Lancium, Inc., an energy technology and infrastructure company that advances the decarbonization and stability of the electric power grid, has donated more than 45 million core-hours of computing time to the OSG Consortium, a fabric of distributed High Throughput Computing (dHTC) services in support of the National Science & Engineering community.
Since June 2021, members of the OSG Consortium used Lancium Compute’s offering to support ground-breaking research, including the University of Chicago’s astrophysics research from the South Pole Telescope, the U.S. Department of Energy’s work examining atomic structure at the Thomas Jefferson National Accelerator Facility, and running machine learning models in computational chemistry for Carnegie Mellon University, among other research organizations.
“OSG is a consortium of organizations committed to advancing open science for the betterment of the world,” said Dr. Frank Würthwein, executive director of OSG. “We appreciate Lancium’s generous support of OSG over the past two years. Lancium’s mission to use HPC to decarbonize the power grid helps us fulfill our mission in a way that is truly sustainable.”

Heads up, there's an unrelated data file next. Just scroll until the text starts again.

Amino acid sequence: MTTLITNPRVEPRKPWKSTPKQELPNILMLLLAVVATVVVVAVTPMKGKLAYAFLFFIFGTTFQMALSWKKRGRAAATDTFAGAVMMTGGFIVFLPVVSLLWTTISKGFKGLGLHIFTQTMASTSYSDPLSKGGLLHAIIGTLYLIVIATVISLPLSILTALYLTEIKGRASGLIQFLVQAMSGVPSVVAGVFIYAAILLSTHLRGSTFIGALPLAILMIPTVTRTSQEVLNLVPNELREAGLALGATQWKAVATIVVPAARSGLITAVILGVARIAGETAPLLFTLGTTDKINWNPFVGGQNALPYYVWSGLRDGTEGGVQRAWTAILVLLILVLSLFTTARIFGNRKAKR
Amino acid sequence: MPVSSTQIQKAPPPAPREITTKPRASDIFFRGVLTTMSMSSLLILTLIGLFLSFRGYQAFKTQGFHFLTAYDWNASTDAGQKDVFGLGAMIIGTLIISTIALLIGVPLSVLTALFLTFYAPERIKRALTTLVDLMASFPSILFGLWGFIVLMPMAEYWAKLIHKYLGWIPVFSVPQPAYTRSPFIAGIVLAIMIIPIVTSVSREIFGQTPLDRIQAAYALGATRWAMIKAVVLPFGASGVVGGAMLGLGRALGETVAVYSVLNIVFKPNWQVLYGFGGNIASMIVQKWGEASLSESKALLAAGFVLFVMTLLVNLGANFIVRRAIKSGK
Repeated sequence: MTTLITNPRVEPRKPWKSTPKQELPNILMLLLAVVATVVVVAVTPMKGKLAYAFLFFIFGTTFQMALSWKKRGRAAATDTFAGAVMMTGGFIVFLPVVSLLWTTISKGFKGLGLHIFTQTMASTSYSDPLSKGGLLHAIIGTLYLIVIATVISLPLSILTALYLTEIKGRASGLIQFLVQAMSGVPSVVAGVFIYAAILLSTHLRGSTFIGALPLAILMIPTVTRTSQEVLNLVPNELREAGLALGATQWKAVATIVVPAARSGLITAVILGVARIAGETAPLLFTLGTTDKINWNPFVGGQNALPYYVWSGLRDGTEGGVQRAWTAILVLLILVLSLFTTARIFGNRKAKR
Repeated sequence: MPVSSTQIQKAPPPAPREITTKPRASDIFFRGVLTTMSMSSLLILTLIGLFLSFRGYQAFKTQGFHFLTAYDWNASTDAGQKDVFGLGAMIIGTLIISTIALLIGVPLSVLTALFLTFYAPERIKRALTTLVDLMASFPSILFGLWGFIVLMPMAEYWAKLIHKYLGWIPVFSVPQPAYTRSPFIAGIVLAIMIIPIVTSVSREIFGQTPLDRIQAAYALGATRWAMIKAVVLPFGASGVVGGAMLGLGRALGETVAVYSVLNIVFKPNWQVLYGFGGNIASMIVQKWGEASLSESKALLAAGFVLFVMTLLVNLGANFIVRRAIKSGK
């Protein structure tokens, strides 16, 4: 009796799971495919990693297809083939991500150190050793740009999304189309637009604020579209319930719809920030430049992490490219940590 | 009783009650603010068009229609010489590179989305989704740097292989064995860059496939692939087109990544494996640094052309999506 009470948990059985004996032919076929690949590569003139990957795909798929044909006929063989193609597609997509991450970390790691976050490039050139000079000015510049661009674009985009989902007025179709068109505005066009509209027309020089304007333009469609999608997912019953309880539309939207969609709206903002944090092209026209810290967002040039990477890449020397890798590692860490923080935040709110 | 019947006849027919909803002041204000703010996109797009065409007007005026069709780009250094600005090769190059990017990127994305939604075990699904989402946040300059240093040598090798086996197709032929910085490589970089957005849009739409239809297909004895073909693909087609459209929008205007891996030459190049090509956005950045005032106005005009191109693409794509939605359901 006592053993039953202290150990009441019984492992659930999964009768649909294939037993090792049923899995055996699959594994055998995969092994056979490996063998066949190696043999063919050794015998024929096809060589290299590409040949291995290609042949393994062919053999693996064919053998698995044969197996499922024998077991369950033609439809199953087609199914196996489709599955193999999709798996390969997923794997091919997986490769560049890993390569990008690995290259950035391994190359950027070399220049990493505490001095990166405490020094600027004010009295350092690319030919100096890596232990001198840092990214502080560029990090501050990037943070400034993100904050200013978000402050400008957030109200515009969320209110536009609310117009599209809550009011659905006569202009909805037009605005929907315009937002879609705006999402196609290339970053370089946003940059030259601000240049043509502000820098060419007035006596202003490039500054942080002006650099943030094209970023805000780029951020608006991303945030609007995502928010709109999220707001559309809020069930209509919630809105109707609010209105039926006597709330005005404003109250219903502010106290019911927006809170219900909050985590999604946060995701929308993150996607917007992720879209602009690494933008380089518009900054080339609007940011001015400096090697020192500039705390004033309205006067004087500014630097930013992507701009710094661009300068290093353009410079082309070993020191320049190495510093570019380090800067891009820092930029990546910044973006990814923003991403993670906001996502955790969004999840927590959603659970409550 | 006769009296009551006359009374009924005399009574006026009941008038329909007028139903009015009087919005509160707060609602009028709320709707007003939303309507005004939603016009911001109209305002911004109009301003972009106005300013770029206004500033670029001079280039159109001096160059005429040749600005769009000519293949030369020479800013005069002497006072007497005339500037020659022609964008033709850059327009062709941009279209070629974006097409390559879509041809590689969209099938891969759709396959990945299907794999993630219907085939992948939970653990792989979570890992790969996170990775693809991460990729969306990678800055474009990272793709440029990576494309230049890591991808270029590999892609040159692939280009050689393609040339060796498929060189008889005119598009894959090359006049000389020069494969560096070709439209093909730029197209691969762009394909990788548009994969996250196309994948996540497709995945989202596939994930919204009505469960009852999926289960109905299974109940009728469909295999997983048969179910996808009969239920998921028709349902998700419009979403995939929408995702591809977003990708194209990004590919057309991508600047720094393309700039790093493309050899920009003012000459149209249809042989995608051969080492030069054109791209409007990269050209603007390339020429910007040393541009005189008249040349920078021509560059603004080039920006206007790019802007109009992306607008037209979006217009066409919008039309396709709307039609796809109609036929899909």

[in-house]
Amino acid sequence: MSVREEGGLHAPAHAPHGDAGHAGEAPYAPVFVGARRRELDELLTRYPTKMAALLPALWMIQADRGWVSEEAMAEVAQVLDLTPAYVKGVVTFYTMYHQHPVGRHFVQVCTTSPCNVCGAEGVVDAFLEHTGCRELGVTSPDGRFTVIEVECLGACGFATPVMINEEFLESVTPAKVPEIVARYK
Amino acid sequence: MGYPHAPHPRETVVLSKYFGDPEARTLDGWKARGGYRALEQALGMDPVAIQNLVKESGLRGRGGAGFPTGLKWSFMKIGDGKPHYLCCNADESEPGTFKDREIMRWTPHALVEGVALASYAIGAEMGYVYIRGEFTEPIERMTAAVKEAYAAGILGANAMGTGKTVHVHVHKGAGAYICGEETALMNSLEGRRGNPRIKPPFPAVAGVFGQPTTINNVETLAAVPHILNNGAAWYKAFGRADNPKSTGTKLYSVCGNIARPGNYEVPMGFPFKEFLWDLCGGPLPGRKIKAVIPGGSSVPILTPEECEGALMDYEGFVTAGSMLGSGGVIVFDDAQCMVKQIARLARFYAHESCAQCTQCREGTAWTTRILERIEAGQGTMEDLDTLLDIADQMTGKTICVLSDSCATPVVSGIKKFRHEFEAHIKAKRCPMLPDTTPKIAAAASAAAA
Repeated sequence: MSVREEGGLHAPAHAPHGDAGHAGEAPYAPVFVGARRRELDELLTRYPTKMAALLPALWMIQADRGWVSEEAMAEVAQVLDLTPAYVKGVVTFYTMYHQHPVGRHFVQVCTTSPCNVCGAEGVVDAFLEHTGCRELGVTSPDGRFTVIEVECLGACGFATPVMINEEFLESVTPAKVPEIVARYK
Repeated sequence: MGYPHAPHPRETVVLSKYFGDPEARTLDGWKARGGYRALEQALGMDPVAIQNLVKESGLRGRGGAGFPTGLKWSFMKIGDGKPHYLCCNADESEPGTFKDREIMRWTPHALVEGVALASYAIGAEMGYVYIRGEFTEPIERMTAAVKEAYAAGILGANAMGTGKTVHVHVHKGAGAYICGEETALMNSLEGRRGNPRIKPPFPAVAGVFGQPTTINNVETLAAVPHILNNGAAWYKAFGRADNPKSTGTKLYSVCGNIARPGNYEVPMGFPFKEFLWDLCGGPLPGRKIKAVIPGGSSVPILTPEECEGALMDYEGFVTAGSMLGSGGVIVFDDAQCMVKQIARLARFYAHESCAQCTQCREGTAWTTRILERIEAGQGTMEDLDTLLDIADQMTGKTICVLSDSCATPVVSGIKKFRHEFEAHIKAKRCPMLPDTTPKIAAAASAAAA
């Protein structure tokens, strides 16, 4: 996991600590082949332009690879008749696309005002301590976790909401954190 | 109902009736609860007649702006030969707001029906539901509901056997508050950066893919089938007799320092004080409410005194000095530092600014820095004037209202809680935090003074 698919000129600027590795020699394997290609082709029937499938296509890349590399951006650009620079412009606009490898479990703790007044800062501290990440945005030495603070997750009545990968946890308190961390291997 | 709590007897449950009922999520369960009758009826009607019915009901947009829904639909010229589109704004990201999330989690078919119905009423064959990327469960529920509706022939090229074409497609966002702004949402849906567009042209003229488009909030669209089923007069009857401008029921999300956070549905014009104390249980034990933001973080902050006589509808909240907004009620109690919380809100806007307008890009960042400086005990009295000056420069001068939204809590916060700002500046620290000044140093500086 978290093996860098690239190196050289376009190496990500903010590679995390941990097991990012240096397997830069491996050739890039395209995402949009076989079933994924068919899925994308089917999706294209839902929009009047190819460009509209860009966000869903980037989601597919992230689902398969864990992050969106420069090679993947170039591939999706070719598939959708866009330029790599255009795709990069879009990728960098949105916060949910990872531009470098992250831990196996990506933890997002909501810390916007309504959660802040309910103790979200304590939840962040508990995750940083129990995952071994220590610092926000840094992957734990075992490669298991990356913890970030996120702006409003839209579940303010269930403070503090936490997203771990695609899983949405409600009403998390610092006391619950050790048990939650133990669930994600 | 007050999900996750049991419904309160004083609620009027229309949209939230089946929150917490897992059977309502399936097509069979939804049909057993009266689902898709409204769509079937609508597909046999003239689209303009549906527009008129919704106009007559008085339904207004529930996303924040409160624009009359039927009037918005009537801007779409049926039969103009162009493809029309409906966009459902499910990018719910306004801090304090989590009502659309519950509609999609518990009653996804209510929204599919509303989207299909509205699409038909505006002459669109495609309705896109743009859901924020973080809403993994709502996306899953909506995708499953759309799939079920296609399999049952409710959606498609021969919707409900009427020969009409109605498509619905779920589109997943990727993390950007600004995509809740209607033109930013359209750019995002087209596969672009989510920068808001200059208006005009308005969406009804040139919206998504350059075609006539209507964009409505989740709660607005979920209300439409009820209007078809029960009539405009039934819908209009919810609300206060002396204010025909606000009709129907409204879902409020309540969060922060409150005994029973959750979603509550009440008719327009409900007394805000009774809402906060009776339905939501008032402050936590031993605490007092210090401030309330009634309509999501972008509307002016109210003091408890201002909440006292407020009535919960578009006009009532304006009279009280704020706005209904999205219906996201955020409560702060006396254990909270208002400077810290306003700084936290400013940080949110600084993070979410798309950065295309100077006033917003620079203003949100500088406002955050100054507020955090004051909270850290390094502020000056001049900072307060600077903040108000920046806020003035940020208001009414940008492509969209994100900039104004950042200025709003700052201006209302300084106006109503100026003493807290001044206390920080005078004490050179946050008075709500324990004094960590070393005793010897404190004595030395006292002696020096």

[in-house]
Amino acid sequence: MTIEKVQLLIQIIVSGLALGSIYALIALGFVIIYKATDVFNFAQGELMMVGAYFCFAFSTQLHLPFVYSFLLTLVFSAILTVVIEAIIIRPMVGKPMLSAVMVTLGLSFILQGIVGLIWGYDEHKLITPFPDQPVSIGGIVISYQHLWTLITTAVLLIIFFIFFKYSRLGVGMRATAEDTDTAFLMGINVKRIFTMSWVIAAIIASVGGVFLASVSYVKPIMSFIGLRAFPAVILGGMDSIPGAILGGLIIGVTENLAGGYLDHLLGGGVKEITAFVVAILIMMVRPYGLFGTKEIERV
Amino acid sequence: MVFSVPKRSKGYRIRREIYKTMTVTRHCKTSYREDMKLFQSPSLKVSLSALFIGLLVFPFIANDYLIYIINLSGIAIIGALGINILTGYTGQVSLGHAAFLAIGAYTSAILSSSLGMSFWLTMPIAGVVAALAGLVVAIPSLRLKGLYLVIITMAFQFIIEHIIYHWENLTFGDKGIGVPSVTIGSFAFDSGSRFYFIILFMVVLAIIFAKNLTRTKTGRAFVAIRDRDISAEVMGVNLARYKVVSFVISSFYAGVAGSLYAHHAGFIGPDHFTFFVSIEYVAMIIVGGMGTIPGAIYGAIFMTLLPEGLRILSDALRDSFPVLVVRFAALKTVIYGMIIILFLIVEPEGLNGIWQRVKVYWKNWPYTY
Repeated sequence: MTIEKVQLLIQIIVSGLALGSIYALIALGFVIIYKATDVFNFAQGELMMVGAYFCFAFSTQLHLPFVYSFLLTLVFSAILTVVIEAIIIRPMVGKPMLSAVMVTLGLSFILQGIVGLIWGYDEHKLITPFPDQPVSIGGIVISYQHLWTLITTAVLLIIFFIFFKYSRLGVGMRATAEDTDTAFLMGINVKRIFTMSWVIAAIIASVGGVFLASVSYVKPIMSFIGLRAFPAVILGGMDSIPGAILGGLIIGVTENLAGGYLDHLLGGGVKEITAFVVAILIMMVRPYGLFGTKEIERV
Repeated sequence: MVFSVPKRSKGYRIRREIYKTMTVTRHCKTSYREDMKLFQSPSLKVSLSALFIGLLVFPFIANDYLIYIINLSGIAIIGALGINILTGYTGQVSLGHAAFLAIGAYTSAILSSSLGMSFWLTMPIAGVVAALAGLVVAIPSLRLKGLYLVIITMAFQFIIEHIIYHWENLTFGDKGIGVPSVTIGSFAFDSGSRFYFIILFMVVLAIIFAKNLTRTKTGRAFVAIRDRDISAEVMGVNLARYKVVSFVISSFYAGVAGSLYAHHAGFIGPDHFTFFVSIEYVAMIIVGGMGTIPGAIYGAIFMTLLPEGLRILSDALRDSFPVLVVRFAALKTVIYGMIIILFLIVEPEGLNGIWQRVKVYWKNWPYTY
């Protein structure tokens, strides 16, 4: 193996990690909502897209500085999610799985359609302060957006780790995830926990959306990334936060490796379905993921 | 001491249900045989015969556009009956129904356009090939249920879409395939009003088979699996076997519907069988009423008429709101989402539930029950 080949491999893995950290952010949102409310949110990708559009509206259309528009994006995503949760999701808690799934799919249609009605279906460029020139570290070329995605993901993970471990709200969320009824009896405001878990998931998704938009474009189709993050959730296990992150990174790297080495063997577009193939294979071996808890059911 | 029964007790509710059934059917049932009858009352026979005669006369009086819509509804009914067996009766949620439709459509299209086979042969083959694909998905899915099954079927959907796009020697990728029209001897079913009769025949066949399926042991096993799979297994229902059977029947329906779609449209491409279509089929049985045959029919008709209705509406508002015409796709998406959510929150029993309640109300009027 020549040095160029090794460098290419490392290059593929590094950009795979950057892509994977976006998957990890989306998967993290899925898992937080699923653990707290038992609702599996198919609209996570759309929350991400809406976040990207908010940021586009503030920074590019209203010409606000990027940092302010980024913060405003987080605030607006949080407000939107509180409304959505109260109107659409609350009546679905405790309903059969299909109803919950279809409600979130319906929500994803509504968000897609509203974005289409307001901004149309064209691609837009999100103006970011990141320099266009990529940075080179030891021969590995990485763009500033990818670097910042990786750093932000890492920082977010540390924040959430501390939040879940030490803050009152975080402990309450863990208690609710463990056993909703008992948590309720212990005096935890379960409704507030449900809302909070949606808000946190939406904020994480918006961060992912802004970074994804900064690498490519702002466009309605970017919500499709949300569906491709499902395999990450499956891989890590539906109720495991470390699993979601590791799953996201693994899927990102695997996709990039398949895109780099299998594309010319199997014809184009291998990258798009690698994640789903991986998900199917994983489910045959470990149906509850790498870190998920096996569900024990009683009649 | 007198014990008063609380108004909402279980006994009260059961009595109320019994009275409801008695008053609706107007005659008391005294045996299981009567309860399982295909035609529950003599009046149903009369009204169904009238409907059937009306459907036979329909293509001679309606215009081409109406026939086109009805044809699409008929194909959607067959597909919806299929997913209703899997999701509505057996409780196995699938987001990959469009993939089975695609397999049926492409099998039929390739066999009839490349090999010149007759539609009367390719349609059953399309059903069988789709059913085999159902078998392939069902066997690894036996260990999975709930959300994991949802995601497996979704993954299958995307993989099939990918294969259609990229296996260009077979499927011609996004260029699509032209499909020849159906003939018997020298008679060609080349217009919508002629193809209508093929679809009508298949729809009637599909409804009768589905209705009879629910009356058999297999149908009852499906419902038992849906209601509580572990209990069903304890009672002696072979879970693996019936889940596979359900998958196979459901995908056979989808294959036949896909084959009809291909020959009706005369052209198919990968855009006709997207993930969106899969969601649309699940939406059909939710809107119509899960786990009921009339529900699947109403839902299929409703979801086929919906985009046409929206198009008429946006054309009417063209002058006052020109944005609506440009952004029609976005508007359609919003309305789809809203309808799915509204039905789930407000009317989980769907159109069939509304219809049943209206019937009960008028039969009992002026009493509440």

Lancium began donating compute time to the OSG Consortium as the company worked to refine its sustainable HPC concept in 2021.
“We believe that computation has the ability to solve the world’s biggest problems. But how we power that computation is a critical part of the puzzle,” said Dr. Andrew Grimshaw, president of Lancium Compute. “Lancium Compute’s unique approach reimagines how HPC can work in concert with the power grid to enable more renewable energy use. We are proud to partner with OSG to demonstrate how we can build sustainability into HPC.”
Lancium’s Clean Compute Campus™ in Abilene, Texas will be powered by 100 percent renewable energy and provide computing resources with a total cost of ownership significantly lower than leading cloud providers. Lancium will achieve reduced power costs through the use of low-cost renewable energy and by operating its data centers flexibly. This flexibility helps to enhance the stability of the electric power grid. This innovative solution creates a new, dynamic approach to running HPC and AI workloads which further encourages the development of even more renewable generation.